We are coming to the end of our tutorial and would like to prevent you from the most common mistakes many traders make when applying the Stochastic Oscillator.
- No confirmation. The first thing many traders forget is confirmation. Although it seems the Stochastic provides accurate signals, there are risks of fake alarms. Thus, traders should find confirmation from other indicators. We would recommend combining the Stochastic with Alligator, Heiken Ashi, and MACD indicators.
- Wrong settings. Some indicators work well in any timeframe with the same settings. However, it doesn’t work for the Stochastic. You need to choose those that will work best on your timeline. The most famous settings are 14 and 3; 21 and 3; 5 and 4.
- Fake signals. Some traders forget that the presence in either overbought or oversold areas doesn’t 100% guarantee a trend reversal. The indicator may stay in the zone for a long time. That’s why it’s worth trading in a trend and waiting until the fast %K line crosses the slow %D line.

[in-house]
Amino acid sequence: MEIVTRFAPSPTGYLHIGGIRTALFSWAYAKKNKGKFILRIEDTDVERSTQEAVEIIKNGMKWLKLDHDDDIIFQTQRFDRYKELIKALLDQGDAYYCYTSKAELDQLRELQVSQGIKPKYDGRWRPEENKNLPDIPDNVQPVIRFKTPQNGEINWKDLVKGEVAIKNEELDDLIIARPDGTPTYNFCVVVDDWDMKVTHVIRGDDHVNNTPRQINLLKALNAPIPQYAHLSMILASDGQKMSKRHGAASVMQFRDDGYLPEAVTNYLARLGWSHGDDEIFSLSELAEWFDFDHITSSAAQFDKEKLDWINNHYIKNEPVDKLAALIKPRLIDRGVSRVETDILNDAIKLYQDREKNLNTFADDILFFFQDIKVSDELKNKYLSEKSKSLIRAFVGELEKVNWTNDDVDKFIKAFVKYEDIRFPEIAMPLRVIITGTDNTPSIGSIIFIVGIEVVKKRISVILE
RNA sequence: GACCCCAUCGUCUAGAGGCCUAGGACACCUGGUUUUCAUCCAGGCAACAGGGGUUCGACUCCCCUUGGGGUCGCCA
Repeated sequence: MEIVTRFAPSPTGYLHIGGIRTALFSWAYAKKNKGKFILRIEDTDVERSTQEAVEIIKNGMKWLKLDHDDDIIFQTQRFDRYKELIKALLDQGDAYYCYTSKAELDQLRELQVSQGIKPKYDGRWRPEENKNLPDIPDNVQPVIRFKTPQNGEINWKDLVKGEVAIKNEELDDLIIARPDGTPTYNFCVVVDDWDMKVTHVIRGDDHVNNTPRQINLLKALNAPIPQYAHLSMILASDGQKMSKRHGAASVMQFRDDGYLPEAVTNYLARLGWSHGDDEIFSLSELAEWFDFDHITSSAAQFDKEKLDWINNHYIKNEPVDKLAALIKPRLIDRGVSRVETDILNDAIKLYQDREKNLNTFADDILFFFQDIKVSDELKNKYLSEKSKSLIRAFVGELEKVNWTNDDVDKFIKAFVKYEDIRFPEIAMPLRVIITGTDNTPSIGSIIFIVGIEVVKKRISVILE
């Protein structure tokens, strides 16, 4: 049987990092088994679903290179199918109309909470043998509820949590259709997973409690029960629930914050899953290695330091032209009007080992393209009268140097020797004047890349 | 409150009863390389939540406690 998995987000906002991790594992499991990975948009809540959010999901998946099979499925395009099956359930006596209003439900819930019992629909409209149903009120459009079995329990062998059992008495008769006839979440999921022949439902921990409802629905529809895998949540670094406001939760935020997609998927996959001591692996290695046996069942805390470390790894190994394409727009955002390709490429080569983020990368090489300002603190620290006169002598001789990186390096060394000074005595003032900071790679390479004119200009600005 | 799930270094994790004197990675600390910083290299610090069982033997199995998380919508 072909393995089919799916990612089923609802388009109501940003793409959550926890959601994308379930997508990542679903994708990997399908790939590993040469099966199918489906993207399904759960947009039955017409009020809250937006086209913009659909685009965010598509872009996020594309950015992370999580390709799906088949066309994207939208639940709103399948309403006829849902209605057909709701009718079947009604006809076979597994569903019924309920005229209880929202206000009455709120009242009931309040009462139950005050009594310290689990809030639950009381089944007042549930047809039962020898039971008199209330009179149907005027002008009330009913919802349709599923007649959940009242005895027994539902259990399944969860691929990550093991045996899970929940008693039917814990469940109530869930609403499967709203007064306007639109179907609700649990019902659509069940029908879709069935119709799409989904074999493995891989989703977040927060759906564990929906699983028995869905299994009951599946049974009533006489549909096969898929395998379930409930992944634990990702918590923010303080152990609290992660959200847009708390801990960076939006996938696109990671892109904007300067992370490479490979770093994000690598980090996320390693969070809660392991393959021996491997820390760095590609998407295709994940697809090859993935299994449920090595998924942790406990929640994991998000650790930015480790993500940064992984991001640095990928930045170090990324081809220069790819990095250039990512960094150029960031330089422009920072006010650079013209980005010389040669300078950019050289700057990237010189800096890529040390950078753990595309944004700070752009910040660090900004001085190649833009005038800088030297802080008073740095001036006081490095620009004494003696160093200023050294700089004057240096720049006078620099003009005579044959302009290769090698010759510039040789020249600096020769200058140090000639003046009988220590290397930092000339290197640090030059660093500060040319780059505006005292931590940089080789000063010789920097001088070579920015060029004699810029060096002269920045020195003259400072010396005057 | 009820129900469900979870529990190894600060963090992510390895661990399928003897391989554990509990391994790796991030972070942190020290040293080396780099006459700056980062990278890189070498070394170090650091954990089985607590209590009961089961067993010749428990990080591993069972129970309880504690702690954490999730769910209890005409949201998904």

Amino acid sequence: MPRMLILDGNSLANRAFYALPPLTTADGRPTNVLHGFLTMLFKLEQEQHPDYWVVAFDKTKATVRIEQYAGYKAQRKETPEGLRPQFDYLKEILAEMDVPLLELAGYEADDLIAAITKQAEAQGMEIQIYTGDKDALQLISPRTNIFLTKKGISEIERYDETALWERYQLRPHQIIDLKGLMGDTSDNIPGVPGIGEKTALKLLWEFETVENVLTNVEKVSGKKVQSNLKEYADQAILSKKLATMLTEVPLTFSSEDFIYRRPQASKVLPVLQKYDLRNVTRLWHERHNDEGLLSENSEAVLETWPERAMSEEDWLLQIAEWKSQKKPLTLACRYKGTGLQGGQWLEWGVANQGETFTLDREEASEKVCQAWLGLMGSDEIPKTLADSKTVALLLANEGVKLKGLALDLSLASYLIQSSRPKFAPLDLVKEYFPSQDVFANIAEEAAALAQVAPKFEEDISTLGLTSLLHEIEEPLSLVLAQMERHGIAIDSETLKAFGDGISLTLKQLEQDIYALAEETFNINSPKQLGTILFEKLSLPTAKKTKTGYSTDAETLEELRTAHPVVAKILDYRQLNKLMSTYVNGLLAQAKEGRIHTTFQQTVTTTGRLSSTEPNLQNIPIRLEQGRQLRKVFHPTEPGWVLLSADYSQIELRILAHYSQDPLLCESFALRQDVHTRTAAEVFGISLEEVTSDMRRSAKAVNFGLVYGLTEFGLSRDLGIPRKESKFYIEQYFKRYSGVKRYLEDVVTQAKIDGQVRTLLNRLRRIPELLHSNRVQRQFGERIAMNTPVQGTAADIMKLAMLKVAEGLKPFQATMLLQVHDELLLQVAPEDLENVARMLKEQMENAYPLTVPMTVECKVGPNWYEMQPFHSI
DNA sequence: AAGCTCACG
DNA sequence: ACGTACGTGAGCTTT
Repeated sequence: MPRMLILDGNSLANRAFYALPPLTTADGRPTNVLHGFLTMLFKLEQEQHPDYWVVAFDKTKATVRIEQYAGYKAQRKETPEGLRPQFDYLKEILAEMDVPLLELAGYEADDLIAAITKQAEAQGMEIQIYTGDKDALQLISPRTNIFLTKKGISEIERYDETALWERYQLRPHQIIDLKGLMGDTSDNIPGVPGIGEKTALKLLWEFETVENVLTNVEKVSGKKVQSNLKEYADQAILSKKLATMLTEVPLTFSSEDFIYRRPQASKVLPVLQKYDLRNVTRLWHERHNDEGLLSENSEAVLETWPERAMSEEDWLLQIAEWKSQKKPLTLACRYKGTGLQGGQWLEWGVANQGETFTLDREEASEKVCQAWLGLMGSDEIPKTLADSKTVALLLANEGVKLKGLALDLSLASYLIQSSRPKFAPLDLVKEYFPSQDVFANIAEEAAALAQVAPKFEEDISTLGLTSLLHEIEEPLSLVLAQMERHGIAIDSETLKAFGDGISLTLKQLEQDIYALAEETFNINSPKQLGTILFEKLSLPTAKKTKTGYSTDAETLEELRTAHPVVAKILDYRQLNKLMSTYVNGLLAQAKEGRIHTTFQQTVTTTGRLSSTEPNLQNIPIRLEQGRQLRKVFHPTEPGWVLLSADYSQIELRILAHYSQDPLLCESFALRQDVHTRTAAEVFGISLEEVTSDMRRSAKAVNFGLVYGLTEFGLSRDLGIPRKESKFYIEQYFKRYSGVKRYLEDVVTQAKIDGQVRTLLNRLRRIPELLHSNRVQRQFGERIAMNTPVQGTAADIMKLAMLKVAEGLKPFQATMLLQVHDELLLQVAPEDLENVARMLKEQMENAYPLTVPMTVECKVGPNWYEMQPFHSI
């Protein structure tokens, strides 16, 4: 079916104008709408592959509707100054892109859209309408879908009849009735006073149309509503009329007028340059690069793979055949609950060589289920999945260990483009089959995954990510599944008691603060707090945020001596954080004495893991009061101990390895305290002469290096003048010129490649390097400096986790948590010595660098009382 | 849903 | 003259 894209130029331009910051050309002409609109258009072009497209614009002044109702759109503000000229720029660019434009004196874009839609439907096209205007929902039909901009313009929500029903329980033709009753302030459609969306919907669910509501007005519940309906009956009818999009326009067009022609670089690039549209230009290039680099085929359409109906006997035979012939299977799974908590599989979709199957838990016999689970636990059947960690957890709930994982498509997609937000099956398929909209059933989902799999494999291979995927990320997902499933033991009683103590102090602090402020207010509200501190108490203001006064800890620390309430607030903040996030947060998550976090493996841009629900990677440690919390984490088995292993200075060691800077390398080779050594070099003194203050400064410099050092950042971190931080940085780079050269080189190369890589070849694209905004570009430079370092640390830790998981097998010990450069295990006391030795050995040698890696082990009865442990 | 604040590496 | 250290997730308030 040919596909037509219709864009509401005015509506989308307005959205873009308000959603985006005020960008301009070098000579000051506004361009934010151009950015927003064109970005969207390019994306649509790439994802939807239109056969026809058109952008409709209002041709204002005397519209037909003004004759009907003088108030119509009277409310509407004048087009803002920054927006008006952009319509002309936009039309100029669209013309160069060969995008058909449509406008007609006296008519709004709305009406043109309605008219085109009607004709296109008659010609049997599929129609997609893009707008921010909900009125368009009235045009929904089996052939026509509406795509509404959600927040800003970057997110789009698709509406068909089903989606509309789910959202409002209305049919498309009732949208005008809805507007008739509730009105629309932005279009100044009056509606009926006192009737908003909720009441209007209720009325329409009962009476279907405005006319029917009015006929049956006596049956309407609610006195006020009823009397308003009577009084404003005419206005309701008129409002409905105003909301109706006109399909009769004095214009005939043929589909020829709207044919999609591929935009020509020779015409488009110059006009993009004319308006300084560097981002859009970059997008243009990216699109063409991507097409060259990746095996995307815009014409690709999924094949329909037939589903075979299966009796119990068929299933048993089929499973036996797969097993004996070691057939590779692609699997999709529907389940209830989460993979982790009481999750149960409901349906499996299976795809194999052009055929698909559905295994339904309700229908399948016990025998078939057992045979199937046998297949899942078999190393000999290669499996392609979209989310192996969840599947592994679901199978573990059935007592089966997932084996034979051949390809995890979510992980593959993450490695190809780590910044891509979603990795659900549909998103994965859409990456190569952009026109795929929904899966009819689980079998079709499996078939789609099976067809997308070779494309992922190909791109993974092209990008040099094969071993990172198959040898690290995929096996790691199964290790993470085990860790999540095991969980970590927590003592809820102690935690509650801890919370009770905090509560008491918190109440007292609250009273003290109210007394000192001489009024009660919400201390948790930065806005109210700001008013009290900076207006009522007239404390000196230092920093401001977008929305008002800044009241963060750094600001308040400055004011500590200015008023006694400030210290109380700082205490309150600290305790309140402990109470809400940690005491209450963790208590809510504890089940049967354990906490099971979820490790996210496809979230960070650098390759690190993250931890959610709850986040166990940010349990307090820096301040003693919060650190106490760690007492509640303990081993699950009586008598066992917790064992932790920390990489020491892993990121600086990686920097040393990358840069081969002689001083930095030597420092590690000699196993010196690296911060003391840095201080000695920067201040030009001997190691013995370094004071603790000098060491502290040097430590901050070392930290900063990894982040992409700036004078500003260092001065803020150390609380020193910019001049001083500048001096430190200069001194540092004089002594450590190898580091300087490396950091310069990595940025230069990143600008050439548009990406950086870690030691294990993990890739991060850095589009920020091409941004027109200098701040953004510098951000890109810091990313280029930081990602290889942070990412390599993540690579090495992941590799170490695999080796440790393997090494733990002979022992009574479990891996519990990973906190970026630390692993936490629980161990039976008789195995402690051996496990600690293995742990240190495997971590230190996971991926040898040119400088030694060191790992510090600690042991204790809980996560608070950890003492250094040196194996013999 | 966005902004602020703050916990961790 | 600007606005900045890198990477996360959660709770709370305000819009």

To conclude, the Stochastic Oscillator is one of the most popular technical tools. It’s simple and set by default in any trading platform. Moreover, it determines crucial areas such as overbought and oversold, which allows traders enter and exit the market at perfect points.
However, the indicator works differently depending on the settings you choose. That’s why it’s essential to practice before entering the real market. A Libertex demo account allows newbies to gain the experience they need before placing an actual trade, while professional traders can develop their strategies with a new indicator.